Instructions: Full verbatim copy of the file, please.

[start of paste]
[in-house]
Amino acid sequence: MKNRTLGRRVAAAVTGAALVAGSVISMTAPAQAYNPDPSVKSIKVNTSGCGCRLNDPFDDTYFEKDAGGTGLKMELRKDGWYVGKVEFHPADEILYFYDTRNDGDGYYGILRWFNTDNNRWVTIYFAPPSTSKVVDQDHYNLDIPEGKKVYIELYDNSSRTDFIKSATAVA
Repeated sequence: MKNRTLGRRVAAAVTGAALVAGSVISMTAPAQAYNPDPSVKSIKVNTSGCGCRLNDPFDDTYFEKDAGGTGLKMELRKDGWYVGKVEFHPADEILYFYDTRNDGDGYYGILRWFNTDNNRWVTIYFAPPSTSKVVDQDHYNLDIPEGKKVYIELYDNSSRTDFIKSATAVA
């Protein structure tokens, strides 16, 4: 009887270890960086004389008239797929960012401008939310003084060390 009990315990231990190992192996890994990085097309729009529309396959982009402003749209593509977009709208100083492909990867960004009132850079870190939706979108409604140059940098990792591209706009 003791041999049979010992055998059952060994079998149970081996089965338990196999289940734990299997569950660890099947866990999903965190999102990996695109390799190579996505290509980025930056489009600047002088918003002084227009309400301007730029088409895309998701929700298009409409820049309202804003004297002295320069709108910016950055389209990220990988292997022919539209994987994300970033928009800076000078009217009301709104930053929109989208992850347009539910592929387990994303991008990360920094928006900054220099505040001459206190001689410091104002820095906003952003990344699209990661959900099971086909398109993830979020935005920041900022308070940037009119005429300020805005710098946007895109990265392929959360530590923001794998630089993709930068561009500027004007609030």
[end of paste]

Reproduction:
[in-house]
Amino acid sequence: MKNRTLGRRVAAAVTGAALVAGSVISMTAPAQAYNPDPSVKSIKVNTSGCGCRLNDPFDDTYFEKDAGGTGLKMELRKDGWYVGKVEFHPADEILYFYDTRNDGDGYYGILRWFNTDNNRWVTIYFAPPSTSKVVDQDHYNLDIPEGKKVYIELYDNSSRTDFIKSATAVA
Repeated sequence: MKNRTLGRRVAAAVTGAALVAGSVISMTAPAQAYNPDPSVKSIKVNTSGCGCRLNDPFDDTYFEKDAGGTGLKMELRKDGWYVGKVEFHPADEILYFYDTRNDGDGYYGILRWFNTDNNRWVTIYFAPPSTSKVVDQDHYNLDIPEGKKVYIELYDNSSRTDFIKSATAVA
């Protein structure tokens, strides 16, 4: 009887270890960086004389008239797929960012401008939310003084060390 009990315990231990190992192996890994990085097309729009529309396959982009402003749209593509977009709208100083492909990867960004009132850079870190939706979108409604140059940098990792591209706009 003791041999049979010992055998059952060994079998149970081996089965338990196999289940734990299997569950660890099947866990999903965190999102990996695109390799190579996505290509980025930056489009600047002088918003002084227009309400301007730029088409895309998701929700298009409409820049309202804003004297002295320069709108910016950055389209990220990988292997022919539209994987994300970033928009800076000078009217009301709104930053929109989208992850347009539910592929387990994303991008990360920094928006900054220099505040001459206190001689410091104002820095906003952003990344699209990661959900099971086909398109993830979020935005920041900022308070940037009119005429300020805005710098946007895109990265392929959360530590923001794998630089993709930068561009500027004007609030």